2023 CyberSecurity Predictions: An Escalation of Cyber Warfare

Predictions for the new year from Gregory Sims, COO of Phishfirewall and 30 year CIA Veteran

Cyber Warfare Will Enter a New Phase

The threat from nation state threat actors will loom much larger in 2023 as the gloves come off between the market-based democracies and authoritarian adversaries like China, Russia, and Iran. Up to now the narrative about cybersecurity has mostly centered on criminal threats. Next year will bring greater attention to state-conducted and state-sponsored cyber espionage efforts and infrastructure attacks. 

The potential for nation state sponsored cyberattacks is a serious threat which cannot be ignored. These actors are often well-funded and organized and can use their advanced capabilities to target businesses and organizations of all sizes. In addition to stealing intellectual property and trade secrets, nation-state actors can also use cyberattacks to disrupt critical infrastructure and manipulate public opinion.

Yes, Businesses are at the Greatest Risk in Modern Cyber Warfare

Nation-state actors are a major risk to businesses, with almost all Advanced Persistent Threat Groups (APTs) targeting organizations outside of the government or critical infrastructure sectors. In the last four years, the number of significant nation-state incidents has skyrocketed, with a 100% rise. Russian nation-state actors are highly effective, with their successful compromise rate rising from 21% to 32% between 2020 and 2021. Of these nation-state attacks, 79% were aimed at enterprises, with the other 21% directed at consumers. Furthermore, ransomware is the weapon of choice for nation-state threat actors and the “big 4” sponsors of APTs are Russia, China, North Korea and Iran. A survey found that nine in 10 (86%) organizations believe they have been targeted by a nation-state threat actor, with an average incident costing approximately $1.6 million. It is essential that organizations remain vigilant and take steps to protect against the threat of nation-state cyber attacks.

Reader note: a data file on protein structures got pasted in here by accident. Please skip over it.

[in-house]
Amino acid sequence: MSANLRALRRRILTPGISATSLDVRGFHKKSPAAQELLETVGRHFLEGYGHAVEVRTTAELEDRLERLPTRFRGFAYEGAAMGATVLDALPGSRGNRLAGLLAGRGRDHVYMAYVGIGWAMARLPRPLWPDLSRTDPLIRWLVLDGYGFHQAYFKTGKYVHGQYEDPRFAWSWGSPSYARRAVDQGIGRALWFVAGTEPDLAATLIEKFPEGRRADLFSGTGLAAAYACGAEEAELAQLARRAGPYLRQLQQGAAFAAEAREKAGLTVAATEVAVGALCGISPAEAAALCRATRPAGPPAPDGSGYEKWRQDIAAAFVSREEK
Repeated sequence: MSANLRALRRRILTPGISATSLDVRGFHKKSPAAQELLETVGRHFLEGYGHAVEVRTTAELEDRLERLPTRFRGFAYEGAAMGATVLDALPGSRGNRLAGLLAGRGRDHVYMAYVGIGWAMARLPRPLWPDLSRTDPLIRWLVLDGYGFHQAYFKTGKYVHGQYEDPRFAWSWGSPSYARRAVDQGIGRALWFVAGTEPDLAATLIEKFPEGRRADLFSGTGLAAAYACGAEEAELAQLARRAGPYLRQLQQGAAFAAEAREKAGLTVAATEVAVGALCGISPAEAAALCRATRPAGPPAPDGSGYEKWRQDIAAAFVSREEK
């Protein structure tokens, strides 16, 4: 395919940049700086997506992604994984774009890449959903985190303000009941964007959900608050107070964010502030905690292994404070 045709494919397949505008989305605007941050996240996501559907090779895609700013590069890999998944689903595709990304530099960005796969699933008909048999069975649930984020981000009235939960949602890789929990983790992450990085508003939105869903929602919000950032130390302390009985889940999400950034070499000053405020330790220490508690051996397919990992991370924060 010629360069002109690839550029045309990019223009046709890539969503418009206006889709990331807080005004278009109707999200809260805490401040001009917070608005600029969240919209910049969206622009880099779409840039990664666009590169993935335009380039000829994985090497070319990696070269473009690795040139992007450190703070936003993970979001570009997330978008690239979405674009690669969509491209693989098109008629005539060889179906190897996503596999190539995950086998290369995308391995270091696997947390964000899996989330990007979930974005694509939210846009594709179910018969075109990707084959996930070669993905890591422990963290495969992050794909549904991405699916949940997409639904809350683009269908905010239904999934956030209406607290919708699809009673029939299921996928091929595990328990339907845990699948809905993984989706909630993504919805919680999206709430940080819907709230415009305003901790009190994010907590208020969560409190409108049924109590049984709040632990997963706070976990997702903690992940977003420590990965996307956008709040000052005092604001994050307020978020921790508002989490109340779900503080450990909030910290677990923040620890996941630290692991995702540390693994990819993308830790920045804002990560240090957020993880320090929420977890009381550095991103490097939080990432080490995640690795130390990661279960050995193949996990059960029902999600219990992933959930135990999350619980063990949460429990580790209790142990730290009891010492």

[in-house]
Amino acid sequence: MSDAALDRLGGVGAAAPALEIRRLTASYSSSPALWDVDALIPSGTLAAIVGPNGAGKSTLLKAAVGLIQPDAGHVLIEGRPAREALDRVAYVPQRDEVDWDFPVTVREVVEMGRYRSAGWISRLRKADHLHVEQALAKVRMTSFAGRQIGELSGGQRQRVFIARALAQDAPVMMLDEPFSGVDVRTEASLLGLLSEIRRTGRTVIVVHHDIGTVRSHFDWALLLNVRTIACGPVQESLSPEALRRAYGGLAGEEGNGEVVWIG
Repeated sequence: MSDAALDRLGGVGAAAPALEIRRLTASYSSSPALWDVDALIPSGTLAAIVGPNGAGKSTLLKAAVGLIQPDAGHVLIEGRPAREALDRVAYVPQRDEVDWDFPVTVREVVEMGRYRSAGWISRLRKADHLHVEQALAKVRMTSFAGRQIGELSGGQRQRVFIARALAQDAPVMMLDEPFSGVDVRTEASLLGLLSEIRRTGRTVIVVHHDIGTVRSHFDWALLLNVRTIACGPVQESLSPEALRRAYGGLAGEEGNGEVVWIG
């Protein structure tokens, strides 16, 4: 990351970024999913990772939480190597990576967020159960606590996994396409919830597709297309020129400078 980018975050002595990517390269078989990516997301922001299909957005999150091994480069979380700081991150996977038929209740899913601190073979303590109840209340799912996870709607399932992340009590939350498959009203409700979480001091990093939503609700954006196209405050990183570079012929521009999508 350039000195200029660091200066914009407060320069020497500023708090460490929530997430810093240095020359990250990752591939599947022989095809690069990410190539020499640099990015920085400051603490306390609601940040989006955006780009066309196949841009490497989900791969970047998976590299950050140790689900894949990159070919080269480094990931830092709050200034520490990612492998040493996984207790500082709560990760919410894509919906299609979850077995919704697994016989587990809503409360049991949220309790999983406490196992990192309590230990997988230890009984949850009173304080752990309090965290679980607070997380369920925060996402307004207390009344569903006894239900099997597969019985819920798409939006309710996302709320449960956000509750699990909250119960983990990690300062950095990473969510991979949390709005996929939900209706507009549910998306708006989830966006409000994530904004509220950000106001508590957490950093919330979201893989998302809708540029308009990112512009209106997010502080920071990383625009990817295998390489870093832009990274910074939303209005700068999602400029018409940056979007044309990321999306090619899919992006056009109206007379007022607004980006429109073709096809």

Organizations must have the right strategies in place to protect their data and networks from these sophisticated threats. A comprehensive defense strategy should include both technical and risk management measures. Companies should invest in the latest security technologies and regularly update their systems and software. It is also important to have a robust incident response plan to quickly detect, respond to, and recover from any cyber incidents.

In addition to technical measures, organizations must also have a robust security awareness program. This should include training employees on cybersecurity best practices, such as identifying and reporting suspicious emails, creating strong passwords, and avoiding suspicious websites. This will help ensure that employees are aware of the threat landscape and can recognize potential threats. Regular security training and drills should be conducted to ensure that employees are aware of the latest threats and can take proper steps to protect the organization.

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